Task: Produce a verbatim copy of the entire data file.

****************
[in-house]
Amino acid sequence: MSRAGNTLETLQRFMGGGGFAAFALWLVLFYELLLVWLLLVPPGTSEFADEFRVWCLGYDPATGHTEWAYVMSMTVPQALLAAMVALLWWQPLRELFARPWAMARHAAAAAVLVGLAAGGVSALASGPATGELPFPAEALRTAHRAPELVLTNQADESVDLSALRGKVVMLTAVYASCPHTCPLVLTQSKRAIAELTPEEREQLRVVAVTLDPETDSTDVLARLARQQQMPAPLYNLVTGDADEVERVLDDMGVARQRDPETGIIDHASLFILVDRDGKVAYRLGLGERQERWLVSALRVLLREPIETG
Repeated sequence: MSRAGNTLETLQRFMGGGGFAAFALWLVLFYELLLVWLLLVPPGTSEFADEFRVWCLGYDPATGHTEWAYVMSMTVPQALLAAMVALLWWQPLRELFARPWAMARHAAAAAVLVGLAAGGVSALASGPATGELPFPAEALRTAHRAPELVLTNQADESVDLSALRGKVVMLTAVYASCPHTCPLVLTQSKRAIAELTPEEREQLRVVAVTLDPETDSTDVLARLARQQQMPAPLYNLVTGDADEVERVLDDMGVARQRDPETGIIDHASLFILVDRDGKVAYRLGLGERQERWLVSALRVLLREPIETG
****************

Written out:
[in-house]
Amino acid sequence: MSRAGNTLETLQRFMGGGGFAAFALWLVLFYELLLVWLLLVPPGTSEFADEFRVWCLGYDPATGHTEWAYVMSMTVPQALLAAMVALLWWQPLRELFARPWAMARHAAAAAVLVGLAAGGVSALASGPATGELPFPAEALRTAHRAPELVLTNQADESVDLSALRGKVVMLTAVYASCPHTCPLVLTQSKRAIAELTPEEREQLRVVAVTLDPETDSTDVLARLARQQQMPAPLYNLVTGDADEVERVLDDMGVARQRDPETGIIDHASLFILVDRDGKVAYRLGLGERQERWLVSALRVLLREPIETG
Repeated sequence: MSRAGNTLETLQRFMGGGGFAAFALWLVLFYELLLVWLLLVPPGTSEFADEFRVWCLGYDPATGHTEWAYVMSMTVPQALLAAMVALLWWQPLRELFARPWAMARHAAAAAVLVGLAAGGVSALASGPATGELPFPAEALRTAHRAPELVLTNQADESVDLSALRGKVVMLTAVYASCPHTCPLVLTQSKRAIAELTPEEREQLRVVAVTLDPETDSTDVLARLARQQQMPAPLYNLVTGDADEVERVLDDMGVARQRDPETGIIDHASLFILVDRDGKVAYRLGLGERQERWLVSALRVLLREPIETG